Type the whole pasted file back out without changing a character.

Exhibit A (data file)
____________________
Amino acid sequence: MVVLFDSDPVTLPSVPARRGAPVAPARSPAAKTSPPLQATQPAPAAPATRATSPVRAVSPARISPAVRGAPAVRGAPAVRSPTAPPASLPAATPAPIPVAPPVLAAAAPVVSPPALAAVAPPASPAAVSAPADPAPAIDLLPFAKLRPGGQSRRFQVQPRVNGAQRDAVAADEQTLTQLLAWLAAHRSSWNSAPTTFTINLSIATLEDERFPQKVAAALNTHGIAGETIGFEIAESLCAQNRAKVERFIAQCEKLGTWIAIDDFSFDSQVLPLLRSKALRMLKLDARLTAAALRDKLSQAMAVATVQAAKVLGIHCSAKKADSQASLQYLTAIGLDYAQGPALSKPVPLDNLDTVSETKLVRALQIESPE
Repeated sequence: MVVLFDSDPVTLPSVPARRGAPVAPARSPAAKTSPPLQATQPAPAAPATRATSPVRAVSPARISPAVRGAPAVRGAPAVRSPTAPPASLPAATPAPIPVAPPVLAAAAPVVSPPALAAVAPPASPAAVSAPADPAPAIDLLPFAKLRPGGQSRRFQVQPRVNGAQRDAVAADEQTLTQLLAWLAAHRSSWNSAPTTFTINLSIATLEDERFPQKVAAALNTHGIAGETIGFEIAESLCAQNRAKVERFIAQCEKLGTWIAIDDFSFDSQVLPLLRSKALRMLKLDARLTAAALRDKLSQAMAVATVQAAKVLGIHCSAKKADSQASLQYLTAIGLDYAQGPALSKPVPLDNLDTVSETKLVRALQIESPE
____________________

Amino acid sequence: MVVLFDSDPVTLPSVPARRGAPVAPARSPAAKTSPPLQATQPAPAAPATRATSPVRAVSPARISPAVRGAPAVRGAPAVRSPTAPPASLPAATPAPIPVAPPVLAAAAPVVSPPALAAVAPPASPAAVSAPADPAPAIDLLPFAKLRPGGQSRRFQVQPRVNGAQRDAVAADEQTLTQLLAWLAAHRSSWNSAPTTFTINLSIATLEDERFPQKVAAALNTHGIAGETIGFEIAESLCAQNRAKVERFIAQCEKLGTWIAIDDFSFDSQVLPLLRSKALRMLKLDARLTAAALRDKLSQAMAVATVQAAKVLGIHCSAKKADSQASLQYLTAIGLDYAQGPALSKPVPLDNLDTVSETKLVRALQIESPE
Repeated sequence: MVVLFDSDPVTLPSVPARRGAPVAPARSPAAKTSPPLQATQPAPAAPATRATSPVRAVSPARISPAVRGAPAVRGAPAVRSPTAPPASLPAATPAPIPVAPPVLAAAAPVVSPPALAAVAPPASPAAVSAPADPAPAIDLLPFAKLRPGGQSRRFQVQPRVNGAQRDAVAADEQTLTQLLAWLAAHRSSWNSAPTTFTINLSIATLEDERFPQKVAAALNTHGIAGETIGFEIAESLCAQNRAKVERFIAQCEKLGTWIAIDDFSFDSQVLPLLRSKALRMLKLDARLTAAALRDKLSQAMAVATVQAAKVLGIHCSAKKADSQASLQYLTAIGLDYAQGPALSKPVPLDNLDTVSETKLVRALQIESPE